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Go Read This | BEA 2013: The E-book Boom Years

Fascinating stuff:

During the 2008–2012 period, trade sales overall rose a total of 14.2%, with the increase due entirely to the introduction of e-books. During the period, sales of print trade books fell 8.4%, from $13.1 billion to just over $12 billion in 2012. The BookStats figures document the important role adult fiction has played in the growth of e-books. In 2012, e-book sales in the segment rose 42%, to $1.8 billion, while sales of adult nonfiction increased 22%. Within the trade category, children’s/young adult had the strongest gain, with sales jumping 117%, from $215.9 million to $469.2 million.

via BEA 2013: The E-book Boom Years.

Putting Things In Perspective | E-book sales data, the truth is out there | FutureBook

The Bookseller released publisher sourced data on ebook sales. There’s reason to be somewhat skeptical of the information in the sense that it is seller supplied and while non-one is saying it, there is the minute danger that some padding or exaggeration could creep in. However, the reality is that these figures are probably a very good approximation of where sales are in the UK (with the caveat as The Bookseller notes, that self-publishers are not represented*):

The basic numbers are clear. The data shows that the e-book market for traditionally published digital books is much bigger than previously thought, with estimates suggesting that a total number of 65 million e-books were sold in 2012, representing a value of about £200m – at least double what it was in 2011 in volume terms more than double. That would mean the overall book market grew in 2012, despite spending on print books falling £74m.

via E-book sales data, the truth is out there | FutureBook.

To put that in perspective, Nielsen released figures for the 2012 calendar year in Ireland that put sales at “a total of €123.4m and 11.5m units in 2012.”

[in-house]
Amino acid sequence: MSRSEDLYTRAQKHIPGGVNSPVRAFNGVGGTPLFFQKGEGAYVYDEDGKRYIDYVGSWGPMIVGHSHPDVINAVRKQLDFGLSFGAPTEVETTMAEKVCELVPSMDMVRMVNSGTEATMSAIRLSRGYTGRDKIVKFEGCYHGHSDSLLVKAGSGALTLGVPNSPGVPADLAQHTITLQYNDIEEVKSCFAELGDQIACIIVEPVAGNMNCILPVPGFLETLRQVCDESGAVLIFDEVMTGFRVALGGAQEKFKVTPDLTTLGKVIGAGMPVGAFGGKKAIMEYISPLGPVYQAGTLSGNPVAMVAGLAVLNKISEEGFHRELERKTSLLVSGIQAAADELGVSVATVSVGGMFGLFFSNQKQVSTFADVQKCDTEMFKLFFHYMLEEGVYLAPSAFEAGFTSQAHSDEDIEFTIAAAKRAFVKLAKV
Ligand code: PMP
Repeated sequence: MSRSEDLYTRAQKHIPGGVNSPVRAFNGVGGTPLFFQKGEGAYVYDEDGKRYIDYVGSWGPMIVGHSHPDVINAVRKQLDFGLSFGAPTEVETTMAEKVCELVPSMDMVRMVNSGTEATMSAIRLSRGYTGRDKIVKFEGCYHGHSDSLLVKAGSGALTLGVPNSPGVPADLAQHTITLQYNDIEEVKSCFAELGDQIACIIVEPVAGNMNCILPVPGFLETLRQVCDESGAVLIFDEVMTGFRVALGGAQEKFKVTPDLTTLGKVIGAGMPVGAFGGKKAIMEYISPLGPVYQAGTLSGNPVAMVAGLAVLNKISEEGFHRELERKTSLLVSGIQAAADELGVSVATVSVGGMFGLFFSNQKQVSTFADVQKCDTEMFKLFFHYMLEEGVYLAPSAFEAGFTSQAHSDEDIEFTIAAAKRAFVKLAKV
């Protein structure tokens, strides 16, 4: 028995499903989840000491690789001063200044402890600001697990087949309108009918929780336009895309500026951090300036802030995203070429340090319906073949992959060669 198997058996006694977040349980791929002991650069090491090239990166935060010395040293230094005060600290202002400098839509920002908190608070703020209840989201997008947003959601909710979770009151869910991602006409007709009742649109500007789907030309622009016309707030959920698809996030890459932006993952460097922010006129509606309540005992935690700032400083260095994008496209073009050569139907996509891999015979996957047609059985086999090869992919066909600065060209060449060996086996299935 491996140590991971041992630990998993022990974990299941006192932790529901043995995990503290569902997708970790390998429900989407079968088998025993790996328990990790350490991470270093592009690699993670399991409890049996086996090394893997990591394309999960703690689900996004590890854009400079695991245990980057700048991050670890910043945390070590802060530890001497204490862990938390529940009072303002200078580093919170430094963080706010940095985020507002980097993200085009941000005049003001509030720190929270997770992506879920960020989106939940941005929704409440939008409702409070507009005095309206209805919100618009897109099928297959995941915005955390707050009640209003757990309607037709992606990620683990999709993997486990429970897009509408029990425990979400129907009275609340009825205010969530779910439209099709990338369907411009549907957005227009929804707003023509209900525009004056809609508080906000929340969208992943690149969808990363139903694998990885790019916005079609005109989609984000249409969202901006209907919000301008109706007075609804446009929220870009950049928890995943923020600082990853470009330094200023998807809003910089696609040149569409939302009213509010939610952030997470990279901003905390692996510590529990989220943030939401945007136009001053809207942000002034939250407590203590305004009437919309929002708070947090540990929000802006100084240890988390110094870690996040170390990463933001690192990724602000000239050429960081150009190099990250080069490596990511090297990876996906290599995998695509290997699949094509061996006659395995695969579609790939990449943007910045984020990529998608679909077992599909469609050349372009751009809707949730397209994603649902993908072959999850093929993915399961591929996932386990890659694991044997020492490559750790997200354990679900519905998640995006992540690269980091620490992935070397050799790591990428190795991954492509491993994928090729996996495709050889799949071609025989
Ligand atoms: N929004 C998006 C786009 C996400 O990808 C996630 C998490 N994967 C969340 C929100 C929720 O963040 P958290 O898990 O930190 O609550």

Even allow for the fact that the Nielsen numbers for Ireland are widely seen as covering maybe 80% of sales, we can assume fairly happily that Irish print sales were well less that €150m and 15m units at the retail level.

Which when you think about it means that the ebook market, just for the UK is already bigger than the entire print market in Ireland. There’s no reason an Irish publisher cant attack that space aggressively and with relevant ebooks just as well as a UK based publisher.

What’s more, even if we assume a smaller growth rate for that digital share (say 10 or 20% in 2013) the market will STILL be larger than the Irish market and the space for growth is STILL more significant that that for most Irish publishers in print form.

Publishers committed to print or still unconvinced by digital sales, the alarm is ringing and you’ve pressed snooze once too many times, ignore it once more and the alarm will stop warning you and you’ll sleep through this change!

 

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*They’ve also excluded some 20p bestsellers. Which I find a little odd, but I can see where they were coming from. Personally, I would have included them.

Go Read This | Bill will end low prices for new Hebrew … JPost – National News

Wowzers! How crazy is this?This makes publishing Hebrew Books pretty uncompetitive. How does all this work with ebooks?

The bill also states that for the first 18 months authors will receive a minimum 8% royalty for the first 6,000 books sold, and royalties of at least 10% for all books sold after that number.

For the next seven years, publishers will be obligated to pay authors at least 16% royalties on profits from their books.

via Bill will end low prices for new Hebrew … JPost – National News.